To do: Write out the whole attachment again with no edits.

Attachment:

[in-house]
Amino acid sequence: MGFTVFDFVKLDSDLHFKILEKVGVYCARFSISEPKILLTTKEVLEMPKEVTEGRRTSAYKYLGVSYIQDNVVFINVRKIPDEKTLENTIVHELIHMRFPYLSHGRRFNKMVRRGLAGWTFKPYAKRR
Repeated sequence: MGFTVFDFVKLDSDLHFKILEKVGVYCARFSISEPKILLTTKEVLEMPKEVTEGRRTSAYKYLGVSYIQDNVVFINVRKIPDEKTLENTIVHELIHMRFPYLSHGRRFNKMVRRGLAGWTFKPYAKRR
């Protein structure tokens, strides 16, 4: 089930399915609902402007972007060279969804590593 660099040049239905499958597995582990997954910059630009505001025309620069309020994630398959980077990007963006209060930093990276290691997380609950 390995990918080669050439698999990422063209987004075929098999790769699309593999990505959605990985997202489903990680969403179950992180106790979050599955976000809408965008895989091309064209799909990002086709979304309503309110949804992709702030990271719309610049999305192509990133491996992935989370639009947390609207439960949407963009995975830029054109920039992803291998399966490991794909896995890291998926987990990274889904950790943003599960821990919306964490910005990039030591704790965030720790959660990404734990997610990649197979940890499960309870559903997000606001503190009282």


[in-house]
Amino acid sequence: MGFTVFDFVKLDSDLHFKILEKVGVYCARFSISEPKILLTTKEVLEMPKEVTEGRRTSAYKYLGVSYIQDNVVFINVRKIPDEKTLENTIVHELIHMRFPYLSHGRRFNKMVRRGLAGWTFKPYAKRR
Repeated sequence: MGFTVFDFVKLDSDLHFKILEKVGVYCARFSISEPKILLTTKEVLEMPKEVTEGRRTSAYKYLGVSYIQDNVVFINVRKIPDEKTLENTIVHELIHMRFPYLSHGRRFNKMVRRGLAGWTFKPYAKRR
């Protein structure tokens, strides 16, 4: 089930399915609902402007972007060279969804590593 660099040049239905499958597995582990997954910059630009505001025309620069309020994630398959980077990007963006209060930093990276290691997380609950 390995990918080669050439698999990422063209987004075929098999790769699309593999990505959605990985997202489903990680969403179950992180106790979050599955976000809408965008895989091309064209799909990002086709979304309503309110949804992709702030990271719309610049999305192509990133491996992935989370639009947390609207439960949407963009995975830029054109920039992803291998399966490991794909896995890291998926987990990274889904950790943003599960821990919306964490910005990039030591704790965030720790959660990404734990997610990649197979940890499960309870559903997000606001503190009282």